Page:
'We-fense' is hungry to change narrative of Packers' special teams

New coordinator, offseason changes have revitalized the unit

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Special Teams Coordinator Rich Bisaccia

GREEN BAY – The Packers shook up nearly every aspect of their special teams this offseason.

A new coordinator was installed, the organizational philosophy was modified, and several established veterans were brought into the mix.

But there also were returning players such as Krys Barnes, Tipa Galeai and Amari Rodgers who remember what went awry for Green Bay's third phase last season.

And now, beginning Sunday in Minnesota, they finally have their opportunity to help fix it.

"We want to change the narrative of what it's been the last couple years," Barnes said. "We're starting to apply ourselves in every way possible to help this team win. It's a 'We-fense' thing now. Everyone matters."

Over the past five months, new special teams coordinator Rich Bisaccia and his assistants, Byron Storer and Micheal Spurlock, have been setting a new vision for the unit, whose struggles hit a low point in last January's NFC Divisional playoff loss to the San Francisco 49ers.

When it comes to personnel, General Manager Brian Gutekunst and his scouts shuffled the deck by bringing in veteran punter/holder Pat O'Donnell, rookie long snapper Jack Coco and a new core of veteran leaders that includes Dallin Leavitt and Keisean Nixon, who both played on Bisaccia's units with the Oakland/Las Vegas Raiders the past three seasons.

The Packers were still at it last week in signing Rudy Ford, a 6-foot, 200-pound safety considered one of the NFL's fastest gunners, with 29 coverage tackles in his five pro seasons.

Head Coach Matt LaFleur has placed a deliberate emphasis on special teams, as well, from allowing the unit more full-speed cover periods in practice to adopting Bisaccia's "We-fense" terminology whenever he's addressing the team.

"I think we've done a good job working together," Bisaccia said, "on how we want to construct practice and how we want those players to work through practice and what the end of the week looks like. So, Coach has been great with that, and I think the players have responded really well to it."

As much as things have changed, the Packers also recognize improvement must come from within. The Packers' top four special-teamers in terms of playing time in 2021 have all departed, but Green Bay does return nine players who saw action on at least 25% of its special-teams snaps last season.

With a new field-goal operation, Green Bay is expecting a bounce-back year from veteran kicker Mason Crosby. The 15-year veteran missed camp after having his right knee scoped but has been a full participant in practice this week.

Rodgers, drafted in the third round last year out of Clemson, also appeared more confident in the summer. In Green Bay's preseason opener against San Francisco, Rodgers broke a 50-yard kickoff return to get the Packers going.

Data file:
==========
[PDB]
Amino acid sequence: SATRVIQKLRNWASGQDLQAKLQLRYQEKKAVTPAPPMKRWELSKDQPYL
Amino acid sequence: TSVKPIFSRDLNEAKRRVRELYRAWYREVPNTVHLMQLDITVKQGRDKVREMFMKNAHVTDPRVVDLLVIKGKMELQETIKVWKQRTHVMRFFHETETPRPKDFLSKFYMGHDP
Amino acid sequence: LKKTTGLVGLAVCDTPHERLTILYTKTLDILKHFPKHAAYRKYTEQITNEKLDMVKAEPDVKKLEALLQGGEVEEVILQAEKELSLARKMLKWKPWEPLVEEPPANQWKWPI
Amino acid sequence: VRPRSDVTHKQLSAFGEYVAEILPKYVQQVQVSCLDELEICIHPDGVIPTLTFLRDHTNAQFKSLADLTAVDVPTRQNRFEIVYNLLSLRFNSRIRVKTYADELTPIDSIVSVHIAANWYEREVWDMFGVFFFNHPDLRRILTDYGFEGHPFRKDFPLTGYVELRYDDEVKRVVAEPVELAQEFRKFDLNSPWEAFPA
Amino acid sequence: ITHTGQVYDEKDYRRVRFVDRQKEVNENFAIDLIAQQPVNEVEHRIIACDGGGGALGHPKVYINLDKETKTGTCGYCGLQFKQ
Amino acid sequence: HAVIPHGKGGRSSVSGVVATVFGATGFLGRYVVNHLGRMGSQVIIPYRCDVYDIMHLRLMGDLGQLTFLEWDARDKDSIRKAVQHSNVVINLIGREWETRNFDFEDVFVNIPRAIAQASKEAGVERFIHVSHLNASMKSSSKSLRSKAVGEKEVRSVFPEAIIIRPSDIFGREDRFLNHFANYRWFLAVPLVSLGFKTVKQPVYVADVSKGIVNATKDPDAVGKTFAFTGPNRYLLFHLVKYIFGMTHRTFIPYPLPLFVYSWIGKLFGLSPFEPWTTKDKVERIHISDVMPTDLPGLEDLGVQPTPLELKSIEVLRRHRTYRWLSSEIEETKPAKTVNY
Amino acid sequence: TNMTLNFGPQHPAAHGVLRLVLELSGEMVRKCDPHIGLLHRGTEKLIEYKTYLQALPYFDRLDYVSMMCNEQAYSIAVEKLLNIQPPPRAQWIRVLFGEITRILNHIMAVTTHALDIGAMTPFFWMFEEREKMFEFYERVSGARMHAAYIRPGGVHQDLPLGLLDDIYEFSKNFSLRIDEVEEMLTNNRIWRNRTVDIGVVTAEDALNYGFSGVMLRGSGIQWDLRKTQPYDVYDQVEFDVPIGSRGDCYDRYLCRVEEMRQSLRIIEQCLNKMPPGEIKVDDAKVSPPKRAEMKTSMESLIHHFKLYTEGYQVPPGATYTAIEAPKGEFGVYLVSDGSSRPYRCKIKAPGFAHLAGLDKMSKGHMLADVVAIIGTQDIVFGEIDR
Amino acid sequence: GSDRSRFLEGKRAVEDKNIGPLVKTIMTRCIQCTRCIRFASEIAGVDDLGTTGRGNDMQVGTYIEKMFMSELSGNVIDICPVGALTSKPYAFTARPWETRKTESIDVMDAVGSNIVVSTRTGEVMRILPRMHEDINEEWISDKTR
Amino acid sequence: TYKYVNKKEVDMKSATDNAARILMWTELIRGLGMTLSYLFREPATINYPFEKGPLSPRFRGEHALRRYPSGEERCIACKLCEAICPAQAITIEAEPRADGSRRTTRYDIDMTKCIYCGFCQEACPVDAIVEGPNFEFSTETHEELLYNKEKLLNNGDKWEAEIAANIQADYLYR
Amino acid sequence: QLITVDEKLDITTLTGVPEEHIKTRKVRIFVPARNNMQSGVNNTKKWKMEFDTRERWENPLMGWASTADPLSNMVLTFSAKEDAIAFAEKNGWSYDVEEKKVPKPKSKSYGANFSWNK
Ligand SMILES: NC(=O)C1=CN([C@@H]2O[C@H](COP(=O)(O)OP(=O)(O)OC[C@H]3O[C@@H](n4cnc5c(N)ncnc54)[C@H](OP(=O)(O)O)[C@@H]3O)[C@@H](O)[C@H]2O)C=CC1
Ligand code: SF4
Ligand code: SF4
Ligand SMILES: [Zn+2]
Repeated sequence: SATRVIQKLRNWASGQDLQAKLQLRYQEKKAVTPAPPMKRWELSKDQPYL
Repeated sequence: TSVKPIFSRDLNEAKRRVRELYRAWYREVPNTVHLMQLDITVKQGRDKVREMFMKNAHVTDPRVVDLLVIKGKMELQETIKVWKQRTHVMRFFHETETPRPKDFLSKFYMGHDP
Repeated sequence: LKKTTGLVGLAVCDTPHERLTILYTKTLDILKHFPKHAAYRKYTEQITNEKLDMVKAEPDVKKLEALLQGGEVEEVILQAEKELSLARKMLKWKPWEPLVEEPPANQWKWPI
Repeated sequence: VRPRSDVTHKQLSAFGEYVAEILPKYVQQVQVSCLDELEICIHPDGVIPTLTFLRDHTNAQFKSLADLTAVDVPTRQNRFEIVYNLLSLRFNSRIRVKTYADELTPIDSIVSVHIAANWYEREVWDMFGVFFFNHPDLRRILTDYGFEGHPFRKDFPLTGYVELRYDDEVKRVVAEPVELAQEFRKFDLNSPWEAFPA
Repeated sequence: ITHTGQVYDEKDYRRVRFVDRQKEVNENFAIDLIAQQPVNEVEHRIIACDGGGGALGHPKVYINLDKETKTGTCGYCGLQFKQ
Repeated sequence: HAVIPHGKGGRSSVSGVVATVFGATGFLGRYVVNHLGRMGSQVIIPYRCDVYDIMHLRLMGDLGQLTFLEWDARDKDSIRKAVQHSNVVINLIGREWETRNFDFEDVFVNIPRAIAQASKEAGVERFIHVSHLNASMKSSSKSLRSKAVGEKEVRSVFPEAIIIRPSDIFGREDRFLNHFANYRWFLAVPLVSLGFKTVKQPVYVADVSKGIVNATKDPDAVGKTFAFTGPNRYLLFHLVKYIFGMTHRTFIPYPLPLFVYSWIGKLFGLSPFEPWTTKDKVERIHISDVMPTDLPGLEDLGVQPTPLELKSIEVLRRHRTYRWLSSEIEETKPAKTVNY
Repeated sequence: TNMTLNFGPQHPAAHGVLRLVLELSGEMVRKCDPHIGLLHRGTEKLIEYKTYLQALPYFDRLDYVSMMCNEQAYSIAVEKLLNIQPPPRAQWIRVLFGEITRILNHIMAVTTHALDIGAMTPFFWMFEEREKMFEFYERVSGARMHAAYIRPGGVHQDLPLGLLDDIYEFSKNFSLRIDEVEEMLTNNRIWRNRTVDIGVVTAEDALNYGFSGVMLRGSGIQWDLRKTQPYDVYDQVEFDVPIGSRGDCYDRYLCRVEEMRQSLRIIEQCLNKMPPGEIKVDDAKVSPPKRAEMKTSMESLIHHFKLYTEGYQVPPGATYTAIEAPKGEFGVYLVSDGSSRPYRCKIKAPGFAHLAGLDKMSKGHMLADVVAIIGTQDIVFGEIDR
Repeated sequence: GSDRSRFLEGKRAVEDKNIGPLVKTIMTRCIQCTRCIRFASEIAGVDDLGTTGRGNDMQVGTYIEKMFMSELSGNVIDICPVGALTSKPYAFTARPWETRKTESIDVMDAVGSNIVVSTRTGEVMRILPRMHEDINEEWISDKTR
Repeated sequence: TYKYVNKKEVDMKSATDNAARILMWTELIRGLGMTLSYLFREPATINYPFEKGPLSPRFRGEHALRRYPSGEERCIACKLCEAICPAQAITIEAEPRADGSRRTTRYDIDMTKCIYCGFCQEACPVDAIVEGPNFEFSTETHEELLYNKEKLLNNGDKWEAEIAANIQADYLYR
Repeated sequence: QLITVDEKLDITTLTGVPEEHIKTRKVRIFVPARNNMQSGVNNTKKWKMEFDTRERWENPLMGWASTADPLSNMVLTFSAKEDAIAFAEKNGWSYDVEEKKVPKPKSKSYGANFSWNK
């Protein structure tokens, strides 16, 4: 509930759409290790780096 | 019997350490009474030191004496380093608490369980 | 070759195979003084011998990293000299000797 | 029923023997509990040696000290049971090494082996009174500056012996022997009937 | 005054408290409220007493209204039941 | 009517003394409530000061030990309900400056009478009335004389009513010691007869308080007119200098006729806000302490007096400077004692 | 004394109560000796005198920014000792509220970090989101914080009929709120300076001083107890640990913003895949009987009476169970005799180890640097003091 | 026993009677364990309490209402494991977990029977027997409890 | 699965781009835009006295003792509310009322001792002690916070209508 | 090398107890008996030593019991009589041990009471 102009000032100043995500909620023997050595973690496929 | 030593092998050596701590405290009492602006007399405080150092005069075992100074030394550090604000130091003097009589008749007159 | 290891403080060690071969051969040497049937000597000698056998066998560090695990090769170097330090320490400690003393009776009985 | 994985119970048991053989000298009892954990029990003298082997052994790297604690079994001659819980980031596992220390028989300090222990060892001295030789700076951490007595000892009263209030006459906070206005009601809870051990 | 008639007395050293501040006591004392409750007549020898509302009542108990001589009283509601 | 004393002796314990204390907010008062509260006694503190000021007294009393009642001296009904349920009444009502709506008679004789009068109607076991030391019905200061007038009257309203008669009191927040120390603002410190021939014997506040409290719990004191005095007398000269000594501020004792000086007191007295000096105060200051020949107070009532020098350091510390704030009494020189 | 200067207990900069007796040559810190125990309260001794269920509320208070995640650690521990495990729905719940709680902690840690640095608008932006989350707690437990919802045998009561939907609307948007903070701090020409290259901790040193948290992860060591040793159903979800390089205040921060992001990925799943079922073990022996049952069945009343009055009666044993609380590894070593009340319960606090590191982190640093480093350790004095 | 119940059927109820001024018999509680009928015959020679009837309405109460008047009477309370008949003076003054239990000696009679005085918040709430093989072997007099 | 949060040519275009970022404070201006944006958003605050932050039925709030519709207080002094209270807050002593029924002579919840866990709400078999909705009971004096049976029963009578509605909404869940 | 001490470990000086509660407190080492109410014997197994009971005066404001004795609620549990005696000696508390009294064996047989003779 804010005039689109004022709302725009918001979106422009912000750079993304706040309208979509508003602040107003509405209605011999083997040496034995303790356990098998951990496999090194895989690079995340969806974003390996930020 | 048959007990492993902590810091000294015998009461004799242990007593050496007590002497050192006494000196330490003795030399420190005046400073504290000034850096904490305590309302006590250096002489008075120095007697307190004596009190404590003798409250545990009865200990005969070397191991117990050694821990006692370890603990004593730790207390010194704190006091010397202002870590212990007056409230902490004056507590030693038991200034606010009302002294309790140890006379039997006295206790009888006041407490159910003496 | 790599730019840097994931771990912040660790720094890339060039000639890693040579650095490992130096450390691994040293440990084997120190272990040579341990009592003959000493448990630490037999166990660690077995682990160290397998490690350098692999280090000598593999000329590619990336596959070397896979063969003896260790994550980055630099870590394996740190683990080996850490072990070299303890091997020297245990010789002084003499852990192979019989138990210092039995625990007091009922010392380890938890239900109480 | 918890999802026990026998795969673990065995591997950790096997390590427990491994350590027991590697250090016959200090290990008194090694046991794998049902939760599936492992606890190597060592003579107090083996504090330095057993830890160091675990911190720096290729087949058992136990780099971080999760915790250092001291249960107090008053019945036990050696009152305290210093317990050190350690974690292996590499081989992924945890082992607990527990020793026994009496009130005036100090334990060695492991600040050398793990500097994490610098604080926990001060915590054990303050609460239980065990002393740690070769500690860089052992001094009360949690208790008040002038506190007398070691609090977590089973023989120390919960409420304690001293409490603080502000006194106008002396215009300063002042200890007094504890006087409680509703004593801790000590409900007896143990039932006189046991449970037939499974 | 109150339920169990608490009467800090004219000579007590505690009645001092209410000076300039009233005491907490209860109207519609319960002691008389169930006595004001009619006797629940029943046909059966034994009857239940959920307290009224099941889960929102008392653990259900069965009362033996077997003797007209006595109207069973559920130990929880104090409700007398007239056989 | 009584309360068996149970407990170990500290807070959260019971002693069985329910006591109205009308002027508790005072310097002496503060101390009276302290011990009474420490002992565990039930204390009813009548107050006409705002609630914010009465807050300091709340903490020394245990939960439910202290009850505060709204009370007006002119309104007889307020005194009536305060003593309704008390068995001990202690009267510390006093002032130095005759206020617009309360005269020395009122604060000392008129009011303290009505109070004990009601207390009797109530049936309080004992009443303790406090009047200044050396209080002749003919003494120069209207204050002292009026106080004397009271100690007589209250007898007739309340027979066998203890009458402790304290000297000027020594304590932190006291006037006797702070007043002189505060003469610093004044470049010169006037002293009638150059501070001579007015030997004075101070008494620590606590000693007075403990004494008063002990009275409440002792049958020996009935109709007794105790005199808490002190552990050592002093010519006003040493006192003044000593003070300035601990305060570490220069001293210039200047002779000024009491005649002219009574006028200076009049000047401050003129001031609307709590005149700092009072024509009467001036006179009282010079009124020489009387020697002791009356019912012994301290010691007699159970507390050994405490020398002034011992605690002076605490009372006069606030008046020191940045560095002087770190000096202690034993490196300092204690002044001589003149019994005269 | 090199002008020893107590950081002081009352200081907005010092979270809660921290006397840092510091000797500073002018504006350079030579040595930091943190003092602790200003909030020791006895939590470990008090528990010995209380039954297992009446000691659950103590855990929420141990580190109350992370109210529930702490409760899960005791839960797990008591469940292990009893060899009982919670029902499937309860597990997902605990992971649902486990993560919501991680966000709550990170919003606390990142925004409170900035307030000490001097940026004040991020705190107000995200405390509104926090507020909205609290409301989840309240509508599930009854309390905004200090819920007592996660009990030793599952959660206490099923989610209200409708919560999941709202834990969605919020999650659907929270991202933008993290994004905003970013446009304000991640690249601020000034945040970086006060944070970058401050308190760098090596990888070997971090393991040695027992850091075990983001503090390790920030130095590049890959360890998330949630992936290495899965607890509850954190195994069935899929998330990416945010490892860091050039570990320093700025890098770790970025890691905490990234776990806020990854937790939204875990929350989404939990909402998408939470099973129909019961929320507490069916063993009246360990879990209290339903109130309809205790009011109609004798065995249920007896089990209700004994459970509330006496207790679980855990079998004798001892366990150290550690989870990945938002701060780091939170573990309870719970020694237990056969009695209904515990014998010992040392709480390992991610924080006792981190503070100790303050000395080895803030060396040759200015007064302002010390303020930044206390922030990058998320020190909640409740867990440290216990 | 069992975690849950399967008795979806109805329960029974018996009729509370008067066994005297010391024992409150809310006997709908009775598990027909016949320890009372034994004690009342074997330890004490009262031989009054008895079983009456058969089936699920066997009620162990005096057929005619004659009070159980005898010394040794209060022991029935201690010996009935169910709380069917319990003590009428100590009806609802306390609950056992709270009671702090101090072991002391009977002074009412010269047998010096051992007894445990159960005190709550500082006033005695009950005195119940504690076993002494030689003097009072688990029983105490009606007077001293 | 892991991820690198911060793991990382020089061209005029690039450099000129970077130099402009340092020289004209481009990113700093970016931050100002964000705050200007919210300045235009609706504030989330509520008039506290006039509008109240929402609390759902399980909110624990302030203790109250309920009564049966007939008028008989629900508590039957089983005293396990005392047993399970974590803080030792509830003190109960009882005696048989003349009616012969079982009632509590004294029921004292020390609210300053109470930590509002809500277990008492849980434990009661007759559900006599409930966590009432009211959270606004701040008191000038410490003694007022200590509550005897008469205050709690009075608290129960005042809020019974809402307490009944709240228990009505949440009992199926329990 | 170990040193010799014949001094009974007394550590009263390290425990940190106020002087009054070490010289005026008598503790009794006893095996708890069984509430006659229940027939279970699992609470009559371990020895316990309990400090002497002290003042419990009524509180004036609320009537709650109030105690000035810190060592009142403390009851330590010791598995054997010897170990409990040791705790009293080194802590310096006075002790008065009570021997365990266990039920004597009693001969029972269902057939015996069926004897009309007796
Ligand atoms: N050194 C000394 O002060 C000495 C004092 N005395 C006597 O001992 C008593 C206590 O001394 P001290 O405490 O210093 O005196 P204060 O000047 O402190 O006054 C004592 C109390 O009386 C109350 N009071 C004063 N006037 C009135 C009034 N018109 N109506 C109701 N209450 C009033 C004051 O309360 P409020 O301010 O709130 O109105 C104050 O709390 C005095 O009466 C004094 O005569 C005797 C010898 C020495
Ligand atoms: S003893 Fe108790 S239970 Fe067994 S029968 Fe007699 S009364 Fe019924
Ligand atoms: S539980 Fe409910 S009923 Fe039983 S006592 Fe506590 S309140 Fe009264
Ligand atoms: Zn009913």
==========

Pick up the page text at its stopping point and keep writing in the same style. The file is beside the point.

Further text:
Then, there's complementary players like Galeai. The former Utah State defensive end didn't play on special teams at all in college but is positioned to be one of the team's core special-teamers this season.

"It's just filling the holes that we had last year to keep getting better," Galeai said. "There's a lot of times where we look at the film and the effort's there, the mentality is there. We've just got to go and make the play."

The Packers will have their work cut out for them in Sunday's opener after the Vikings acquired third-year returner Jalen Reagor in a trade with the Philadelphia Eagles last week.

Two years ago, Reagor ran back a 73-yard punt return for a touchdown during the Eagles' 30-16 loss to Green Bay at Lambeau Field. The Vikings also boast one of the league's top kickoff returners in Kene Nwangwu, who returned two kickoffs for touchdowns as a rookie in 2021.

"He's really, really fast, and he's trying to get the edge all the time," said Bisaccia of Raegor. "We just have to do a good job of covering him, along with their kick-return guy. … They've got a good return game going and we'll have to see how we play in coverage."

Everyone associated with Green Bay's special teams refers to the offseason changes as "a process" and Bisaccia acknowledges things will be fluid, especially early on. But the two ways to protect your job at this level are with "your performance on the field and your actions off of it," and he's drilled that into his players.

Whether it's new players or returning veterans, the Packers are hungry to change the stigma surrounding the unit. For all the unknowns, there is a palpable energy and excitement about the direction the "We-fense" has taken under Bisaccia.

"I think we're going to be good; I think we're going to hit some bumps in the road," Bisaccia said. "We're going to have to overcome some successes we have, and we're going to have to overcome some not-so-much successful plays that we have. It's just part of the game."

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